(1) Police in Cobb County, Ga., said in October that County Commissioner Annette Kesting had asked local "high voodoo priestess" George Ann Mills to perform a "death ritual" on her longtime political rival Woody Thompson ("cancer" or a "car accident" preferred). Mills acknowledged helping Kesting on some "family" issues, by sacrificing three hens and a rooster, but said she would never help take a human life. (2) In Flint, Mich., two people (an assistant to the mayor and a local activist) accused City Councilwoman Jackie Poplar of assault following a rancorous council meeting. Poplar allegedly sprayed the pair with a can of Raid, proclaiming, "Pests! We need to get rid of these pests!"
(1) Akira Hino, 51, was arrested in Tokyo in September and charged with stealing a woman's underpants, using a fishing rod to reach a laundry pole on an apartment balcony. Police found more than 500 women's undies in his apartment. (2) A 34-year-old primary-school teacher was convicted in September for a 2007 incident in Clydebank, Scotland, in which, during a drive to work, he was arrested after he stopped in front of a high school and was caught watching students while fondling himself with an electrical vibrator plugged into his car's cigarette lighter.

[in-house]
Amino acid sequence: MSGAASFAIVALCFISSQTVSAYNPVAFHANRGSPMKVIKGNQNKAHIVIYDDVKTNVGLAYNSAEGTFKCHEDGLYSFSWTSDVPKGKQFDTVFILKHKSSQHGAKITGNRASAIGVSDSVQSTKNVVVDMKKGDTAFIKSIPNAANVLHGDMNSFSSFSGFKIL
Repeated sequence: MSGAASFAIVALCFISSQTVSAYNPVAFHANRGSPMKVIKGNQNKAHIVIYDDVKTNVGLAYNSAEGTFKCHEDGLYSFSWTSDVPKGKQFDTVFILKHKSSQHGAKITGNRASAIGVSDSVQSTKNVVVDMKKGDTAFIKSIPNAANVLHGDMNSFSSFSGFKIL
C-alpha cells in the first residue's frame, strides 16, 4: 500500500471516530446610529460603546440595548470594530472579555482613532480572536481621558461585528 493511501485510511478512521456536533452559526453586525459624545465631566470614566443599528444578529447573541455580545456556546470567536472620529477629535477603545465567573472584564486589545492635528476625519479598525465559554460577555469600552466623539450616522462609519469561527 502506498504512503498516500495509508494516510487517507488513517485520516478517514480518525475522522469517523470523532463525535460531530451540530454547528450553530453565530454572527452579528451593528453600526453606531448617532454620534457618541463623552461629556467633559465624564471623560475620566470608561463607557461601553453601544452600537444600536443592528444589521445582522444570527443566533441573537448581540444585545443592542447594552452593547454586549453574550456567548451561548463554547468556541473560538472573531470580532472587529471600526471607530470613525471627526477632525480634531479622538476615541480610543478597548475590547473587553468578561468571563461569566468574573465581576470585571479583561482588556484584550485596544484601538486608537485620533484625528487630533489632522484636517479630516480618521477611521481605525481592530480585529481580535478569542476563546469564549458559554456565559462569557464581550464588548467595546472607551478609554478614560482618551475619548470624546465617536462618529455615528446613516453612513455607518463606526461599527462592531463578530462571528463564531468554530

Jose Diaz Jr., 35, was arrested and charged with shoplifting from a Wal-Mart in Madison Township, Ohio, in October after attempting to run from the store with a digital camera. He first crashed into the glass front door (which looked open, but was closed), cutting himself badly, but then exited into the parking lot, where he almost immediately ran into a cement post, allowing security personnel to catch up with him.